3 Min Read
HONG KONG (Reuters) - Twenty-nine current and former staff of five financial firms, including four banks, have been arrested in Hong Kong for alleged bribery related to the disclosure of confidential customer information, the Independent Commission Against Corruption (ICAC) said on Monday.
All the arrested have been released on bail, but the probe is continuing, the Asian financial hub's anti-graft body said in a statement, adding all the financial institutions were cooperating with its investigation.
It did not name the institutions or individuals involved.
Without citing a source, Hong Kong-based tabloid Apple Daily reported some staff from Singapore bank DBS (DBSM.SI) allegedly bribed department managers to get client data, including names and contact details, with which to market loans.
"DBS Hong Kong takes our obligations to curtail financial crime very seriously and the bank will cooperate fully with any law enforcement agency on their investigations. This includes informing authorities when we become aware of matters which require their attention," DBS said in a statement.
"Based on information known to us, some news reports on the matter have inaccuracies. As the case is still under investigation, we are unable to comment further," DBS said.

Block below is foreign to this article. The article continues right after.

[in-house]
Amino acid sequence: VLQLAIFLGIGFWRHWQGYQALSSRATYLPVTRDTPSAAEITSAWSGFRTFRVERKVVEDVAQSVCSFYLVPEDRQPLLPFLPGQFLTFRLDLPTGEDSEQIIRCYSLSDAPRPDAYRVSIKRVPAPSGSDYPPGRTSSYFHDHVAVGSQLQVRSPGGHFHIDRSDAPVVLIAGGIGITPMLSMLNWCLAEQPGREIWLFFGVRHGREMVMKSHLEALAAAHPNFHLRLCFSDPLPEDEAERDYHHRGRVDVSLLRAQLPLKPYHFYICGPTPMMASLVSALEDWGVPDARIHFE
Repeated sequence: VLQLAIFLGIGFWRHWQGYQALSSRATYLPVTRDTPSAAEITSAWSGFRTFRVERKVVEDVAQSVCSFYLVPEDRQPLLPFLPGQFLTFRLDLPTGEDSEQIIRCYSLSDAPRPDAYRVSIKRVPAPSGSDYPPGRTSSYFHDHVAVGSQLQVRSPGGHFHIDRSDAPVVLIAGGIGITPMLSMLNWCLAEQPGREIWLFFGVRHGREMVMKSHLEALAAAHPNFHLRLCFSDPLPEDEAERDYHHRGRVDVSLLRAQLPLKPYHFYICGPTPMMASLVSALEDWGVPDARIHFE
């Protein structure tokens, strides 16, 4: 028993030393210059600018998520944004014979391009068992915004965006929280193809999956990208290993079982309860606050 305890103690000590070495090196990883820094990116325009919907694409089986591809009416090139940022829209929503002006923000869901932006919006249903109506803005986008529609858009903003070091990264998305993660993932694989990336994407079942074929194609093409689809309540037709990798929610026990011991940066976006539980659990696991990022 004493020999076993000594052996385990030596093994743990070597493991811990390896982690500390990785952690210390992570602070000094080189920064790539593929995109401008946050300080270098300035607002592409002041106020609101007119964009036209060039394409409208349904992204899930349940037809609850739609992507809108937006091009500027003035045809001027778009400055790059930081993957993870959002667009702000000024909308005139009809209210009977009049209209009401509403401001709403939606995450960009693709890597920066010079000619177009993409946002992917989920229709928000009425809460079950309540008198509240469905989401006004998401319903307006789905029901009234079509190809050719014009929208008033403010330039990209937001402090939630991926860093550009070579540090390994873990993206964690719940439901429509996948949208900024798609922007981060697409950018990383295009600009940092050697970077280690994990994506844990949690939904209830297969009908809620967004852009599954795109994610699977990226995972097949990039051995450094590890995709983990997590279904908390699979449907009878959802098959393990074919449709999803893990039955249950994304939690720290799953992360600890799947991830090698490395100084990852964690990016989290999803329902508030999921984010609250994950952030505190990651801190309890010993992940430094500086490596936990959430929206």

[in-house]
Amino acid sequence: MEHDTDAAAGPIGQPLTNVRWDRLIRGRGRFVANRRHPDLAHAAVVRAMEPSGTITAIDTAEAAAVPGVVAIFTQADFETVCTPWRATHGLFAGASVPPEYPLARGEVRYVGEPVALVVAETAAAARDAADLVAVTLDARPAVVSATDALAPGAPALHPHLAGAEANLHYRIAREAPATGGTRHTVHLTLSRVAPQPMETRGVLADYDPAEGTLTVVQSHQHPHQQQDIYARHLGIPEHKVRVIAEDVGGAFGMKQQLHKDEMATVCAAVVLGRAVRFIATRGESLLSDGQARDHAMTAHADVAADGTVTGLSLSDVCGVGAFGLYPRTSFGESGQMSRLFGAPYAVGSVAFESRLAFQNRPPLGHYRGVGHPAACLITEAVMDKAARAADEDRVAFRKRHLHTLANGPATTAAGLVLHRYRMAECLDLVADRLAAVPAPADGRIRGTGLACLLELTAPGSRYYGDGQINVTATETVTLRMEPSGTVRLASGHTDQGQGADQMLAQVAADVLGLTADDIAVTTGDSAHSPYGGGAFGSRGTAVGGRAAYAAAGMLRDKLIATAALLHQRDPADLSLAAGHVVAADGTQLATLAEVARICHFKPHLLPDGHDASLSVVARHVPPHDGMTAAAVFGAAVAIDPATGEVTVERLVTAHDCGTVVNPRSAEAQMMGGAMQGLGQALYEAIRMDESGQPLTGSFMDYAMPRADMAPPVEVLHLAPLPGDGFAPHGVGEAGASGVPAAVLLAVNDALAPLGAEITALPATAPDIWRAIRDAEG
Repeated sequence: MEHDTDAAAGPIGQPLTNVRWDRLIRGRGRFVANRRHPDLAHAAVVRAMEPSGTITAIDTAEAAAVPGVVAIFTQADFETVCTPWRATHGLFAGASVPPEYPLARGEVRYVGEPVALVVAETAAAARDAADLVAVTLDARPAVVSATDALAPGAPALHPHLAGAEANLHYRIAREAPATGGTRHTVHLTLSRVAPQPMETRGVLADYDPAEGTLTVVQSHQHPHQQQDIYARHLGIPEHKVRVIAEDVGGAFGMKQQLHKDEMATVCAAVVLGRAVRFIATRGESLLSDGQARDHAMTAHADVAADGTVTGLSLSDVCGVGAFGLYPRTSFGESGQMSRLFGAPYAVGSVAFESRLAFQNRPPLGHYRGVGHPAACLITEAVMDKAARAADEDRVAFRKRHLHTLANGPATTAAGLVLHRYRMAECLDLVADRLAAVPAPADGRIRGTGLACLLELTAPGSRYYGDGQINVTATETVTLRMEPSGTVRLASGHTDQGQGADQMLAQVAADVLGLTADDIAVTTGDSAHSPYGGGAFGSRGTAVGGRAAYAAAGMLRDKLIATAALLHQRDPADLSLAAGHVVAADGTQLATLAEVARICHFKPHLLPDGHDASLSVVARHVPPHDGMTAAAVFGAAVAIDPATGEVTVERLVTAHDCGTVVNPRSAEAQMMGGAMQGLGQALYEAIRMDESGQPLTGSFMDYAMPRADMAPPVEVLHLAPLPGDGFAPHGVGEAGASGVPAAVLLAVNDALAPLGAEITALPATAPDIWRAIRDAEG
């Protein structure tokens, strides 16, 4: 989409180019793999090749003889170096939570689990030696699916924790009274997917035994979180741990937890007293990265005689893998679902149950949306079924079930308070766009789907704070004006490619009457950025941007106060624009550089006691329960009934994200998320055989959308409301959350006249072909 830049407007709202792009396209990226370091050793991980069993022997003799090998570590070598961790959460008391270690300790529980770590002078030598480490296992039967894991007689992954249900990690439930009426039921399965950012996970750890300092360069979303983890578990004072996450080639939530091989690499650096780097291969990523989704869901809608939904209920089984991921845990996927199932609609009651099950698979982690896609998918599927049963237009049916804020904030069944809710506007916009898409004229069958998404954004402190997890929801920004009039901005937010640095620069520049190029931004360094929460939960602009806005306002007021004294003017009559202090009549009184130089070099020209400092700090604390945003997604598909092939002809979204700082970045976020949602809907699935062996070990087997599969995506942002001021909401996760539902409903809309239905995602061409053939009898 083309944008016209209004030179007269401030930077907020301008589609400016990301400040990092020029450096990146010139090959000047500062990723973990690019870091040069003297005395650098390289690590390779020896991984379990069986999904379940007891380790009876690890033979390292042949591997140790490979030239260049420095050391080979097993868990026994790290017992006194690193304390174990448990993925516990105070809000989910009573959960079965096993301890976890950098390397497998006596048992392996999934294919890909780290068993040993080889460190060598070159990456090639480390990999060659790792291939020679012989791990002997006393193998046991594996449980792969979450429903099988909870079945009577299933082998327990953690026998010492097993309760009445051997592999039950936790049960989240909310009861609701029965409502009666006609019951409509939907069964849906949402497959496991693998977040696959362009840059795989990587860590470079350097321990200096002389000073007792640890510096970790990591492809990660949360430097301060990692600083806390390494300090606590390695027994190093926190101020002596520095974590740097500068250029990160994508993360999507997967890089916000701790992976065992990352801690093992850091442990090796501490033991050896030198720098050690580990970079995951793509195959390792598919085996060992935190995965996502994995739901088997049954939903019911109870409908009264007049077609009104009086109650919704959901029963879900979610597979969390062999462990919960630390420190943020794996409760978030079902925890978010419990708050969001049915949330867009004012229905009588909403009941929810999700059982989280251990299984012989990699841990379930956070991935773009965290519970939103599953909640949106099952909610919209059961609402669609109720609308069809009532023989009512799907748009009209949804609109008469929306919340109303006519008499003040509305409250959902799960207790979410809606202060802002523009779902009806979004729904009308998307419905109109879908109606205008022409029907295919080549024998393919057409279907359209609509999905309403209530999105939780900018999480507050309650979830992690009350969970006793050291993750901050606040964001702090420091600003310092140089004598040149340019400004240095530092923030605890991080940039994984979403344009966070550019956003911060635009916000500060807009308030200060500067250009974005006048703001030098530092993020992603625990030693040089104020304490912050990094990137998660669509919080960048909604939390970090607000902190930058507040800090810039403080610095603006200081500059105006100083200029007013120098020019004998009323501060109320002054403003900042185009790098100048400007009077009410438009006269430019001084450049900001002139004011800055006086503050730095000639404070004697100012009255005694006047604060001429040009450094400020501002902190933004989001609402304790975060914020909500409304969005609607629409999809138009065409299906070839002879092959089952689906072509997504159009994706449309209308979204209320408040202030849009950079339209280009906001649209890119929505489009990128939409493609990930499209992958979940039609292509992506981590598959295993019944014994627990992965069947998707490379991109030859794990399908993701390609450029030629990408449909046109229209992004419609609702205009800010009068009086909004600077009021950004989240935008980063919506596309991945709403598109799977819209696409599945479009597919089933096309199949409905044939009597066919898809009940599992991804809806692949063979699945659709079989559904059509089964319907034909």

The investigation began after a corruption complaint and led to the arrests of three managers and 18 serving and former direct sales representatives of a bank, said the ICAC statement posted on its website.
The arrested executives included a manager and five serving and former employees of three other banks, and two employees of a finance company.
"Enquiries revealed that the bank managers might have accepted bribes from other arrestees as rewards for divulging confidential customer information to the latter in Hong Kong for touting personal loan business," the ICAC said.
The ICAC was set up in 1974 to root out corruption in Hong Kong. It acts as a law-enforcement agency, able to arrest and detain suspects, and prosecutes cases in conjunction with advice from the Department of Justice.
Reporting by Sumeet Chatterjee in Hong Kong and Marius Zaharia in Singapore; Editing by Toby Chopra